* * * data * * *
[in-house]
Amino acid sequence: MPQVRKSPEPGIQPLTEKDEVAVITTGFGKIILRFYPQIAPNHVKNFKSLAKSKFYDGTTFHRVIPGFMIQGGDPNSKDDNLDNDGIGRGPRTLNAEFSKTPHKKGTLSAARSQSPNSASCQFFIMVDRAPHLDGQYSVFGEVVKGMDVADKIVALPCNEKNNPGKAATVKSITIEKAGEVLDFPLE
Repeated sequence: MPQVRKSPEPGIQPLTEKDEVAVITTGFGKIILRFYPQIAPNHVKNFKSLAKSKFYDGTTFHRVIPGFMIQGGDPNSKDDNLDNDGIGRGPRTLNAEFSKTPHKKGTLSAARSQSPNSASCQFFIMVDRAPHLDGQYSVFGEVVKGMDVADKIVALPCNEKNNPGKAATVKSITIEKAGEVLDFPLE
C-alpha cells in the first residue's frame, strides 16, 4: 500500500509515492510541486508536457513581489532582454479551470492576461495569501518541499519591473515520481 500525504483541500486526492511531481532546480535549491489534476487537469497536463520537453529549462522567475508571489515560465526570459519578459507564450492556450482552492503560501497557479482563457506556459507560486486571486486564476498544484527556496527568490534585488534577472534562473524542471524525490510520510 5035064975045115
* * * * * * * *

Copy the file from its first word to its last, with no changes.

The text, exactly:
[in-house]
Amino acid sequence: MPQVRKSPEPGIQPLTEKDEVAVITTGFGKIILRFYPQIAPNHVKNFKSLAKSKFYDGTTFHRVIPGFMIQGGDPNSKDDNLDNDGIGRGPRTLNAEFSKTPHKKGTLSAARSQSPNSASCQFFIMVDRAPHLDGQYSVFGEVVKGMDVADKIVALPCNEKNNPGKAATVKSITIEKAGEVLDFPLE
Repeated sequence: MPQVRKSPEPGIQPLTEKDEVAVITTGFGKIILRFYPQIAPNHVKNFKSLAKSKFYDGTTFHRVIPGFMIQGGDPNSKDDNLDNDGIGRGPRTLNAEFSKTPHKKGTLSAARSQSPNSASCQFFIMVDRAPHLDGQYSVFGEVVKGMDVADKIVALPCNEKNNPGKAATVKSITIEKAGEVLDFPLE
C-alpha cells in the first residue's frame, strides 16, 4: 500500500509515492510541486508536457513581489532582454479551470492576461495569501518541499519591473515520481 500525504483541500486526492511531481532546480535549491489534476487537469497536463520537453529549462522567475508571489515560465526570459519578459507564450492556450482552492503560501497557479482563457506556459507560486486571486486564476498544484527556496527568490534585488534577472534562473524542471524525490510520510 5035064975045115